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We deal with a lot of data here at Azara. I mean a lot of data.  We gather information from hundreds of unique sources and collate this data into the numerous reports and measures that our customers use in the DRVS application. In a perfect world, our reports would be completely updated in real-time; as soon as you put diabetes on a problem list that patient would show up in our diabetes CQM denominators. Of course, that’s the ideal case and none of us live in the perfect world.   Data latency remains an important challenge for us and for reporting and analytics in general.  Let’s take a deeper look at how we tackle some of these problems at Azara.

Those of you who have done an implementation with us know that we install a “connector” on your servers that send data to our servers on a regular basis. These connectors can be configured in a variety of ways; most often they’re setup to send data to us once a day, usually in the middle of the night to avoid taxing client systems during the day. Some client systems have quite a bit of data, and it doesn’t make sense for us to send all the data every night, so we need to capture what we call “the incrementals”. These are new encounters, diagnoses, medications, and so on, that were created or modified since the Azara last data pull, usually the previous evening. There’s a big difference between sending tens or hundreds of new appointment records in a night, as opposed to the thousands or hundreds of thousands of historical appointment records that may be in your system.

On the Azara side of things, we also need to take steps to limit the scope of how much data we’re processing. We have hundreds of measures which have been processed for millions of patients across hundreds of reporting periods, and as many of you know, some of these measures can get quite complicated. It would be great to reprocess all these measures for all reporting periods every time we load new data, but we simply don’t have the time or computing power for that, so we need to thoughtfully pick and choose what gets processed and when. Today we process the “current” reporting periods every week, so on the weekend of February 24/25, for instance, we will process measures for TY February 2018. We usually switch over around the middle of the month. Of course, there are exceptions to this rule. During “UDS Season” we reprocess UDS specific measures for the relevant calendar year period almost every night, and as many of you know from working with our support team, we often do ad-hoc reprocessing for scenarios where historical data was cleaned up in the EHR or mappings were updated.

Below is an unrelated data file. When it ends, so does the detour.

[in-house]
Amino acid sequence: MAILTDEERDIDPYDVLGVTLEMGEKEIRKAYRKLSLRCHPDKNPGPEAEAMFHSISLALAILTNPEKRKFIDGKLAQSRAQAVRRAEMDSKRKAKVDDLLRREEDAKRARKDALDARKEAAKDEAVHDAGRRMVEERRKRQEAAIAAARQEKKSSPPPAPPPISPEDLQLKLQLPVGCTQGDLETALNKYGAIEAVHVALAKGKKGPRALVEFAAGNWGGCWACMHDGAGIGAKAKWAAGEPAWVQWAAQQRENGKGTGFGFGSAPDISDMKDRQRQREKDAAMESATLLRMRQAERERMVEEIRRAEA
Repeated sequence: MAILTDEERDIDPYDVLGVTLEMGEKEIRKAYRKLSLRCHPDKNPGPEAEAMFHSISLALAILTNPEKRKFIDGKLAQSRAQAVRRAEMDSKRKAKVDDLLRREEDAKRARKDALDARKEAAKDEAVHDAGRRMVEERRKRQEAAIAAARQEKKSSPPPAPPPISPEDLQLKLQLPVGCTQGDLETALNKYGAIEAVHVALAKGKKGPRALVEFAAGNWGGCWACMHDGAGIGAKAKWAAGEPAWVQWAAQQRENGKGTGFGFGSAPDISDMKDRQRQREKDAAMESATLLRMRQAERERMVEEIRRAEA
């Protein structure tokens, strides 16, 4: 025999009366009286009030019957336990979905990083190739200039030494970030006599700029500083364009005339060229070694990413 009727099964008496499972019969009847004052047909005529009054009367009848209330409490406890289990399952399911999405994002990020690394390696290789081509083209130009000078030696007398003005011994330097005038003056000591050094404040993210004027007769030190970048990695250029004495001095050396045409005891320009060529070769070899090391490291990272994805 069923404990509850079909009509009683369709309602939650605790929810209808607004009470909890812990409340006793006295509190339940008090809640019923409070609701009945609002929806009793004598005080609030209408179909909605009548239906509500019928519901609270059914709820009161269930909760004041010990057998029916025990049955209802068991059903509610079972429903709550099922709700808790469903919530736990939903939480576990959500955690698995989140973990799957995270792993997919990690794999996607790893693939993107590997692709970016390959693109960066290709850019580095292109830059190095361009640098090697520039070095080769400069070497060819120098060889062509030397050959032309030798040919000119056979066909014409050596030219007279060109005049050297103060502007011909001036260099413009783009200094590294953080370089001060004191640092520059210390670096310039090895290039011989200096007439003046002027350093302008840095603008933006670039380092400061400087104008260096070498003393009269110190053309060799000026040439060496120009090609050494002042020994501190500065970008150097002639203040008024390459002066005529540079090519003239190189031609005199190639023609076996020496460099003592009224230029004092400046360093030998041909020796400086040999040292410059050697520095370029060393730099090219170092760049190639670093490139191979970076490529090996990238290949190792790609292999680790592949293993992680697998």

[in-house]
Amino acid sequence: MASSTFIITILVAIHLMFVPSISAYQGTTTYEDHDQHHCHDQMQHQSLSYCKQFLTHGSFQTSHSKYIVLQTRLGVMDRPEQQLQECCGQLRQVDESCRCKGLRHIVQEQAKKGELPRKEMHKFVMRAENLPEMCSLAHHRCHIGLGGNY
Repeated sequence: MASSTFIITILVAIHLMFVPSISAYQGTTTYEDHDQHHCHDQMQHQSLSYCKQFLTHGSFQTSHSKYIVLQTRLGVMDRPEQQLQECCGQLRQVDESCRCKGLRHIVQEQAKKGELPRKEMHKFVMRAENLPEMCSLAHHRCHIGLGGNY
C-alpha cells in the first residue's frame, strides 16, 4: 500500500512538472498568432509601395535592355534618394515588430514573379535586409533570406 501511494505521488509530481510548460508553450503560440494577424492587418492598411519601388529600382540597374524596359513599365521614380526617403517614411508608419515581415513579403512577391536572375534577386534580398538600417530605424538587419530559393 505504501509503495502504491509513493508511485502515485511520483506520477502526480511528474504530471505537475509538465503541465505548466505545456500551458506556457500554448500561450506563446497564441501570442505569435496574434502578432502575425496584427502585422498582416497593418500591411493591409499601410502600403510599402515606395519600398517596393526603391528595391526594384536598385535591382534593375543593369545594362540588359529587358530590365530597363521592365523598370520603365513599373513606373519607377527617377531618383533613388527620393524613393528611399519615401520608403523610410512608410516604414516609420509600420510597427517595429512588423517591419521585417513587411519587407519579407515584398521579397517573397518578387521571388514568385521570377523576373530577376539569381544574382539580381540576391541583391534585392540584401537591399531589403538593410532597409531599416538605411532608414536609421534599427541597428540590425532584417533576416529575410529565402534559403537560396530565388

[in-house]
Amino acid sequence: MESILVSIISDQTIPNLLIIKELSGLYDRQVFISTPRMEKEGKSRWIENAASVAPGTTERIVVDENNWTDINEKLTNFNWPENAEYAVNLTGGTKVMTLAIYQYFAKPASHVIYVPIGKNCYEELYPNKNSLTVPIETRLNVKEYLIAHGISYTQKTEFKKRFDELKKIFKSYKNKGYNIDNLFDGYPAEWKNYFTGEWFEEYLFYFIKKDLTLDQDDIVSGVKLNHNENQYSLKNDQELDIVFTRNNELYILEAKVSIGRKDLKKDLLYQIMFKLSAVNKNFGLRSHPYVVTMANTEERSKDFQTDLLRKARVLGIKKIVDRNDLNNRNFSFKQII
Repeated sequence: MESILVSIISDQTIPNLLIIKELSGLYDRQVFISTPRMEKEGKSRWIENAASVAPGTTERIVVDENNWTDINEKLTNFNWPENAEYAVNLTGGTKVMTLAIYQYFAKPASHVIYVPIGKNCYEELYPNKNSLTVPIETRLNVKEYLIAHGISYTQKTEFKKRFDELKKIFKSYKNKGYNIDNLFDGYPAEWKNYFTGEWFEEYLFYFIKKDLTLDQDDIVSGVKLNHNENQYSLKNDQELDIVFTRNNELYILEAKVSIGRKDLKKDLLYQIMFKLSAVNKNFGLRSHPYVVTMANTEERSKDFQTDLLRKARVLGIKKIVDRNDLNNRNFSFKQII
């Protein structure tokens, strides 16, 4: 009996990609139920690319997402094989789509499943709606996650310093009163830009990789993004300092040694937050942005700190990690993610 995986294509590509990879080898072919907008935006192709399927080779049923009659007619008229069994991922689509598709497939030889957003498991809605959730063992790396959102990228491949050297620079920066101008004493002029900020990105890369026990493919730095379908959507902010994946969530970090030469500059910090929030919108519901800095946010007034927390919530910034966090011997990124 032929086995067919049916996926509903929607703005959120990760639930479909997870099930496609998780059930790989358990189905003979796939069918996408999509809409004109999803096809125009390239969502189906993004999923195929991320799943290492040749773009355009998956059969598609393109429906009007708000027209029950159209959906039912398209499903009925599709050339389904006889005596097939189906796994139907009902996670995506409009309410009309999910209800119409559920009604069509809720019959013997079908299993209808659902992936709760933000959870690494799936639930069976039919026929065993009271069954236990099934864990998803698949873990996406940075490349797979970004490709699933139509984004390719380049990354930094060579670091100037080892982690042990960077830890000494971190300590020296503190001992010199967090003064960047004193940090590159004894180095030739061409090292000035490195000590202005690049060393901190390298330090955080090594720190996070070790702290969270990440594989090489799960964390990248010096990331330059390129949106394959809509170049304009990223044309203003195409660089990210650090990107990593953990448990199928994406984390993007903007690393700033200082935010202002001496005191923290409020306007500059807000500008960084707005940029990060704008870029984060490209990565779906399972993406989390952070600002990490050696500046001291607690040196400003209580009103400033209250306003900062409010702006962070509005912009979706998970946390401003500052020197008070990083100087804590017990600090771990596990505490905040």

While clinical quality measures get processed on a weekly basis, our registries and Patient Visit Planning reports need to be more up to date. We handle this by doing nightly processing for specific data elements such as most recent A1c, blood pressure, chronic conditions, etc. Furthermore, we try to limit our processing to patients for whom we’ve received new data since the last time our processing ran. There’s a big difference between updating the most recent blood pressure for 100,000 patients versus just the 1,000 patients who had new data loaded in the past day. Identifying these “incremental patients” can be quite tricky, especially given the breadth of data that Azara collects. Furthermore, it’s not just clinical data that can cause our reports to change - updates to reporting logic or value set content can change things without receiving any new patient data. If a new ICD-10 code is added to the diabetes value set,  that may change many patients’ status as a diabetic in our system, even if we didn’t receive new data about them.

People often ask about how we handle performance issues given the amount of data we work with. Sometimes the answer is to write faster or more efficient code or to purchase additional computing power, both of which we’ve done many times over the course of our history. Hopefully, this post exposed and explained the third option that we’ve exercised - being creative and strategic with our operations, turning things on and off depending on the current needs of the business and individual clients. Of course, this too comes with an added cost.  The additional rules and selective processing add to the burden of operations management, so at the end of the day, we need a person to sit at the control board and orchestrate the resources. If you know someone who loves healthcare and data, we’re hiring!